[0021] In a particular embodiment, the disclosure provides a method of treating an opioid and/or opiate addiction in a subject comprising administering a therapeutically effective amount of saracatinib or a derivative of saracatinib, or a pharmaceutically acceptable salt thereof.

[0022] In another embodiment, the disclosure provides a method of treating an opioid and/or opiate addiction in a subject comprising administering a pharmaceutical composition comprising a therapeutically effective amount of saracatinib or a derivative of saracatinib, or a pharmaceutically acceptable salt thereof.

[0023] In still another embodiment, the disclosure provides a method of treating an opioid and/or opiate addiction in a subject comprising administering a therapeutically effective amount of an inhibitor of FYN activity or expression, or a pharmaceutically composition comprising same.

[0024] In various embodiments, the subject being treated can have a tolerance, dependence, or an addiction to at least one opioid and/or opiate drug, which can include heroin, and also which can include oxycodone, hydrocodone, fentanyl, or naloxone.

[0025] The methods also contemplate further co-administering an opioid replacement therapy, which can include methodone therapy or buprenorphine/naloxone

(SUBOXONE®) and/or naltrexone therapy.

[0026] The method further can comprise co-administering a histone acetylation inhibitor and/or a bromodomain inhibitor.

[0027] In certain embodiments, that the histone acetylation inhibitor can be at least one of anacardic acid or a derivative thereof, C 646 or a derivative thereof, EML 425 or a derivative thereof, PU139 or a derivative thereof, PU141 or a derivative thereof, MB -3 or a derivative thereof, CPTH2 or a derivative thereof, ISOX DUAL or a derivative thereof, L002 or a derivative thereof, Lys-CoA or a derivative thereof, NU 9056 or a derivative thereof, curcumin or a derivative thereof, garcinol or a derivative thereof, or a combination thereof.

[0028] In other embodiments, the bromodomain inhibitor can be at least one of JQ1 or a derivative thereof, ISOX DUAL or a derivative thereof, I-CBP 112 or a derivative thereof, SCG-CBP30 or a derivative thereof, I-BET151 (GSK1210151A) or a derivative thereof, I- BET762 (GSK525762) or a derivative thereof, OXF BD 02 or a derivative thereof, MS 436 or a derivative thereof, XMD 8-92 or a derivative thereof, PFI 1 or a derivative thereof, PF1 4 or a derivative thereof, PF CBP1 or a derivative thereof, XD 14 or a derivative thereof, bromosporine or a derivative thereof, RVX-208 or a derivative thereof, BMS-986158 or a derivative thereof, OTX-015 or a derivative thereof, ischemin sodium salt or a derivative thereof, TEN-010 or a derivative thereof, CPI-0610 or a derivative thereof, PLX-51107 or a derivative thereof, INCB054329 or a derivative thereof, GSK2820151 or a derivative thereof, BAY 1238097 or a derivative thereof, or a combination thereof.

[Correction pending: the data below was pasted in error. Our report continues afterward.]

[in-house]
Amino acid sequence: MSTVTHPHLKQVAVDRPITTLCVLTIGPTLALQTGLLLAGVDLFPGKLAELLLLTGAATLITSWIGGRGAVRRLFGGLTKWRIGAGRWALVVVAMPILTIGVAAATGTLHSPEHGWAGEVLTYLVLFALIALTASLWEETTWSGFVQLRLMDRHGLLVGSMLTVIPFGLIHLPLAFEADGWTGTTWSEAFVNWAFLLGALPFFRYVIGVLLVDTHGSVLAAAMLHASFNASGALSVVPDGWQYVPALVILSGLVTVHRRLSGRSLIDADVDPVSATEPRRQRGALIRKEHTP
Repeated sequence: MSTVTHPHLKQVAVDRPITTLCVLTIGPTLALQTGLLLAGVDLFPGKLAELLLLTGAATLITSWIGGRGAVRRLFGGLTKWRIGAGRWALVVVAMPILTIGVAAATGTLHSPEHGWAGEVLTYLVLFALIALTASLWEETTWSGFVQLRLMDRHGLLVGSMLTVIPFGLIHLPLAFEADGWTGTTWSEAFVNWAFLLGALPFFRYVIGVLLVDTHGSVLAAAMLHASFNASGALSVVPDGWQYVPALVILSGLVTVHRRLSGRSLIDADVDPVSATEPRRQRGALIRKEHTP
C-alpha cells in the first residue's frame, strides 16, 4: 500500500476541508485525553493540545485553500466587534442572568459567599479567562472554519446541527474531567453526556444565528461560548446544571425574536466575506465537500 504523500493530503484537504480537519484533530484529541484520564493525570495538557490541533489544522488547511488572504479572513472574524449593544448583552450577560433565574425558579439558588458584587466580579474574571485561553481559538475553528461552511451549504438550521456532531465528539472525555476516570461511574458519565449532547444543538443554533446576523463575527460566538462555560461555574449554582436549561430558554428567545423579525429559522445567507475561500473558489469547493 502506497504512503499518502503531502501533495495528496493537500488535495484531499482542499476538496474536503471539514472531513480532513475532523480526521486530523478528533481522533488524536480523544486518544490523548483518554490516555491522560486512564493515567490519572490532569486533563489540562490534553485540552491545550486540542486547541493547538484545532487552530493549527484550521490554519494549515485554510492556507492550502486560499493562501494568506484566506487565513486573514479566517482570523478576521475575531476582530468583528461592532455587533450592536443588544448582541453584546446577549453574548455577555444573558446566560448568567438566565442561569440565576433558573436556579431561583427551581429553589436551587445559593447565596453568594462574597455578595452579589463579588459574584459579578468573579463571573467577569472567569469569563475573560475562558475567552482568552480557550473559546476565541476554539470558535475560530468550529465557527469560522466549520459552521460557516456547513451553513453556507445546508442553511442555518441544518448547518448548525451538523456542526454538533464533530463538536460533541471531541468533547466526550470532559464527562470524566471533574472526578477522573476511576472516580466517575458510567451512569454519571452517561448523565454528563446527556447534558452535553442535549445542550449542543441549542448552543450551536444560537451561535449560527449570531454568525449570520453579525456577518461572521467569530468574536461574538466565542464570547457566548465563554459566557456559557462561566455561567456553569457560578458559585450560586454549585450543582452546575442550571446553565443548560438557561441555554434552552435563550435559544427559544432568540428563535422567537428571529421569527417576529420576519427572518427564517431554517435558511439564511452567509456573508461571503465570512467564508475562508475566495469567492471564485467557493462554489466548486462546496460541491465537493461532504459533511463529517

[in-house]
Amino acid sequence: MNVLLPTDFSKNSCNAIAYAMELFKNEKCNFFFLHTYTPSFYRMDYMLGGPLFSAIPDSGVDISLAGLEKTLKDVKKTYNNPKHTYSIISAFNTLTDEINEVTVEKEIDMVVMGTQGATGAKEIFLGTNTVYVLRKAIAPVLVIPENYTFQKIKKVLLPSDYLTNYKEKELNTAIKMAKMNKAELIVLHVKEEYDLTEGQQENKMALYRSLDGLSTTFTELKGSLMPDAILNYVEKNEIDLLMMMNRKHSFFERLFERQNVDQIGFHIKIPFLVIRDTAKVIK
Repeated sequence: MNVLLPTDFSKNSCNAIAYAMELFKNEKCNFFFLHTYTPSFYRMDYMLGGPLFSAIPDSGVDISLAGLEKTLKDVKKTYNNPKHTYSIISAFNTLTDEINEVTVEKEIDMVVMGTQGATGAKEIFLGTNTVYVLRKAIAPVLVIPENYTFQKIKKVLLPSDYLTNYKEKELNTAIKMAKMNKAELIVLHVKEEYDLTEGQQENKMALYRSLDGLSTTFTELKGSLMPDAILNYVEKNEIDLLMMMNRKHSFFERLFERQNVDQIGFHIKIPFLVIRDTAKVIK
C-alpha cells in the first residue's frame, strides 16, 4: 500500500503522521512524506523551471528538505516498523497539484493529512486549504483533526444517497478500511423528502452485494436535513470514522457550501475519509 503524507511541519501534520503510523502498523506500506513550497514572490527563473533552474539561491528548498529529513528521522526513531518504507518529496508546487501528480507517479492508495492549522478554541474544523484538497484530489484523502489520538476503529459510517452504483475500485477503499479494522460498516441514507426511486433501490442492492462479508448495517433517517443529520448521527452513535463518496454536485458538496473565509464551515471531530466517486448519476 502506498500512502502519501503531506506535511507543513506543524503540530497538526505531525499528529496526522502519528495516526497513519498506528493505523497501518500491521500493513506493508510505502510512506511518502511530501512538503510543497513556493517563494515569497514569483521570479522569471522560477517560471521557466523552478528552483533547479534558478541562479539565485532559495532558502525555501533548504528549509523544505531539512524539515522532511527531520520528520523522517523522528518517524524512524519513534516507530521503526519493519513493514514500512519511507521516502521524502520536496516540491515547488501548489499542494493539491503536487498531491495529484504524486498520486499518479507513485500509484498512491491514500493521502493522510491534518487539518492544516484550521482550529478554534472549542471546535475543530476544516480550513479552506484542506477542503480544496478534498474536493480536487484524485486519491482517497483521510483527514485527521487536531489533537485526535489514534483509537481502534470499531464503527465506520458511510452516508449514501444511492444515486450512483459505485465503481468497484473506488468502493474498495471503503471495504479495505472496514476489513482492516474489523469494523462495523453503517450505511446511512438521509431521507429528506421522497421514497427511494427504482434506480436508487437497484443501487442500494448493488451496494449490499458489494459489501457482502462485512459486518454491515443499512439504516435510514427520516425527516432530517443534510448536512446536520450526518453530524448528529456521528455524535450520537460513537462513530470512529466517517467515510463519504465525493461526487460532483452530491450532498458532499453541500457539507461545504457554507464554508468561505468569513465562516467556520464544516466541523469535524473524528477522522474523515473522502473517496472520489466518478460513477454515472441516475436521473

[0029] In other embodiments, the FYN inhibitors (e.g., saracatinib) can be administered orally, sublingually, intramuscularly, subcutaneously, intravenously, or by inhalation. [0030] In still other embodiments, the small molecule FYN inhibitor is saracatinib or derivative thereof, dasatinib or derivative thereof, bosutinib or derivative thereof, A 419259 trihydrochloride or derivative thereof, herbimycin A or derivative thereof, 1 -naphthyl PP1 or derivative thereof, PP 1 or derivative thereof, PP 2 or derivative thereof, SU6656 or derivative thereof, or combinations thereof.

[0031] In yet other embodiments, the small molecule FYN inhibitor is a compound of Formula IV

(IV),

wherein each of Q 1 , Z, m, R 1 , R 2 , R 3 , and Q 2 have any of the meanings as defined or claimed in PCT/GB 2001/002424 (published as WO/2001/094341), which is incorporated herein by reference.

[0032] In still other embodiments, the inhibitor of FYN activity or expression is a polypeptide inhibitor, such as an anti-FYN antibody.

[0033] In yet other embodiments, the inhibitor of FYN activity or expression is a nucleic acid inhibitor, e.g., an siRNA inhibitor of a mRNA encoding FYN.

[0034] The preceding general areas of utility are given by way of example only and are not intended to be limiting on the scope of the present disclosure and appended claims.

Additional objects and advantages associated with the methods, and processes of the present disclosure will be appreciated by one of ordinary skill in the art in light of the instant claims, description, and examples. For example, the various aspects and embodiments of the disclosure may be utilized in numerous combinations, all of which are expressly

contemplated by the present description. These additional aspects and embodiments are expressly included within the scope of the present disclosure. The publications and other materials used herein to illuminate the background of the disclosure, and in particular cases, to provide additional details respecting the practice, are expressly incorporated herein by reference. BRIEF DESCRIPTION OF THE DRAWINGS

[0035] The accompanying drawings, which are incorporated into and form a part of the specification, illustrate several embodiments of the present disclosure and, together with the description, serve to explain the principles of the present disclosure. The drawings are only for the purpose of illustrating an embodiment of the present disclosure and are not to be construed as limiting the present disclosure. Further objects, features and advantages of the disclosure will become apparent from the following detailed description taken in